As soon fraudsters in Kenya learned how mobile money, especially M-PESA, worked, they went into full gear to exploit the loopholes. Telecommunications companies like Safaricom failed to educate people on how to keep off these fraudsters.
There have been some successes in arresting some of these M-PESA fraudsters and hackers.However, it is always a good idea to know their methods and be on the lookout lest you become a victim.
Below are some of the methods they use.
When you receive an SMS indicating that you have received money from somebody, you need to double check the identity of the sender.
Some fraudsters will send you an SMS saying you've received money, and then they proceed to call you asking you to send the money back. Some people did not know that all legitimate M-PESA text messages come from the SMS sender ID M-PESA, and thus, some Kenyans of goodwill would proceed to comply with the fraudsters request and send the money back, if they had an equivalent or higher amount in their M-PESA accounts.
Mobile SIM card replacement
Since M-PESA was launched in Kenya before there was a requirement for SIM card registration, some people realized that once you were able to steal someone’s M-PESA PIN, you could replace their SIM card.
Once you had a person's M-PESA PIN and their mobile SIM card, fraudsters would then withdraw all the money that is in their victim's M-PESA account.
Unfortunately, this still happens today through the co-operation of some rogue Safaricom agents who conspire to replace SIM cards.
Tuma kwa hii number (Send to this number)
With so many people using M-PESA every day, chances are high that if you surveyed a random sample of a 100 people, there could be one about to send money to someone.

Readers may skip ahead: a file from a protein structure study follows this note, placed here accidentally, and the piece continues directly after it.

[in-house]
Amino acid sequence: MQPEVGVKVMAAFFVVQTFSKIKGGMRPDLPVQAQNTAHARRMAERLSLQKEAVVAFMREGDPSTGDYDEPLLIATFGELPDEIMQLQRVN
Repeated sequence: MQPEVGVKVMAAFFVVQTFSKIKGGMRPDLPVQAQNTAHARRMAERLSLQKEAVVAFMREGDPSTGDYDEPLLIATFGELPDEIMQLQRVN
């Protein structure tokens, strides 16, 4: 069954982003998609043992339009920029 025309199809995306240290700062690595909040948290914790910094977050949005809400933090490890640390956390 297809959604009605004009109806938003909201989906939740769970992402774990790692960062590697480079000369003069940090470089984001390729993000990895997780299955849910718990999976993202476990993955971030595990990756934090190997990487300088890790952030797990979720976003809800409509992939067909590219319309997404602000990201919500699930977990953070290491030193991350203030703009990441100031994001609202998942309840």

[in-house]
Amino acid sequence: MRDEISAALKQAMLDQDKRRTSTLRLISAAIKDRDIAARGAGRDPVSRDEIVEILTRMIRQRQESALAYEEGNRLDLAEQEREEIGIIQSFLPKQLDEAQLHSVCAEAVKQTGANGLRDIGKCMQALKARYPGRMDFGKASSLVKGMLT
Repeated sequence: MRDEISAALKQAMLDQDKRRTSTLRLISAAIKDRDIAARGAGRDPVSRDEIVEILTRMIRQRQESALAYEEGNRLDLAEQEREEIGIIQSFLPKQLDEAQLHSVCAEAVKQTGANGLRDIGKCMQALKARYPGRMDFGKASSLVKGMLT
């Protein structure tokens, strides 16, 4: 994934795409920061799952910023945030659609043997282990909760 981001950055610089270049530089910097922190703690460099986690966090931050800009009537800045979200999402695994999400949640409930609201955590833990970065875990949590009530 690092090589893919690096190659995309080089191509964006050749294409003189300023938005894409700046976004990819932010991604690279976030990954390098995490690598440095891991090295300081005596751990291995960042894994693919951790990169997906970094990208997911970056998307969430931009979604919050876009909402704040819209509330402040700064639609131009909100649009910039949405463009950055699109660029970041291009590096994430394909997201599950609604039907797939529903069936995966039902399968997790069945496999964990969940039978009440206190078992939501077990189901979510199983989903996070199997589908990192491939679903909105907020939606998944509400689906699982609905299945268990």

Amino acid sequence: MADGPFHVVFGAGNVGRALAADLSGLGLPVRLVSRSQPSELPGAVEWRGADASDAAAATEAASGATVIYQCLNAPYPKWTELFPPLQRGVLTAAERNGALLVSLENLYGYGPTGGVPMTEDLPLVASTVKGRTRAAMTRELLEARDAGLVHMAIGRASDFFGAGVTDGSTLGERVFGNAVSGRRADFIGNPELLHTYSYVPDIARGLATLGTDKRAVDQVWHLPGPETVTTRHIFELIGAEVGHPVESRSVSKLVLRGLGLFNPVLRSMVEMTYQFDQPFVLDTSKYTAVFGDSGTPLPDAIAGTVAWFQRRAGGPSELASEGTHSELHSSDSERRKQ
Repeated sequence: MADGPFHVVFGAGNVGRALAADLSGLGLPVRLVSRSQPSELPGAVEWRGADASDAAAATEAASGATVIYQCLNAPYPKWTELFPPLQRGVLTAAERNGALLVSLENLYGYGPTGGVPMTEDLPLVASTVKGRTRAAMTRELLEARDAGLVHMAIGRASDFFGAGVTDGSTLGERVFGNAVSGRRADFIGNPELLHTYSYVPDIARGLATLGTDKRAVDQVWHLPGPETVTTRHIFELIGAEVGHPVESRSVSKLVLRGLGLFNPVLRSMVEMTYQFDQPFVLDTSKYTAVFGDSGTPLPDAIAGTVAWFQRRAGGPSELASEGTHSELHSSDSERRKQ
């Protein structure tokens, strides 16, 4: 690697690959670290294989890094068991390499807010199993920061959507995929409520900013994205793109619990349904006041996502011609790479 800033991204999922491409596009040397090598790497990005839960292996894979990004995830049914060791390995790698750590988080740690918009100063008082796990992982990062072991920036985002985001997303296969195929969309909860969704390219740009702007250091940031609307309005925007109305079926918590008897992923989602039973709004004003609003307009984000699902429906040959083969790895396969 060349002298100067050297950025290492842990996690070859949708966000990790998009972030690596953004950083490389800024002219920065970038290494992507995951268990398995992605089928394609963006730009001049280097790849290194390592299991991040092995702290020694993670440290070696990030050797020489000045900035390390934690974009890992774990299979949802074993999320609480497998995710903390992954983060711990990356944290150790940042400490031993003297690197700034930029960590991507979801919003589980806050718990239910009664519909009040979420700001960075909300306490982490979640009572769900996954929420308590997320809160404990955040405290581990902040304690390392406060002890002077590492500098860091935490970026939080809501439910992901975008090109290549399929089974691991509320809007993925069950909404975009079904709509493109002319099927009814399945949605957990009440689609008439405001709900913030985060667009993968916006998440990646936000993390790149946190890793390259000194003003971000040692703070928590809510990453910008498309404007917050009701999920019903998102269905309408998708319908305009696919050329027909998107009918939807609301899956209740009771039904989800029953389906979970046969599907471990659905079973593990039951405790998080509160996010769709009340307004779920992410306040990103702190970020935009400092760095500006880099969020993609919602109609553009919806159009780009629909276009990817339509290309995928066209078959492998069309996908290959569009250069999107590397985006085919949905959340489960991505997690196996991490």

A fraudster would broadcast messages to hundreds of people, asking them to "Send to this number."
They do this with the hope that one of their targets would've been asked to send money to a contact. As such, the victim would interpret the broadcast message to mean that the specific contact wants them to send to a different M-PESA account, and thus they would proceed to send the money without asking questions.
As simple as it sounds, some people have fallen victims to such tricks.
Safaricom introduced a cardless ATM service, whereby one can go to an ATM, choose to withdraw money from M-PESA via the ATM, and all that one needed to do is go through a process on their phone, and they would be sent a one-time-pin (OTP) code which they could punch in the ATM and receive their money.
Since some people do not know about the existence of the service, fraudsters realized that they could trick people to go through the process and send them the authorization code. Minutes later, one would receive an SMS indicating that they have withdrawn money from an ATM hundreds of miles away.
Cover image credit: Individual using the MPESA mobile money transfer.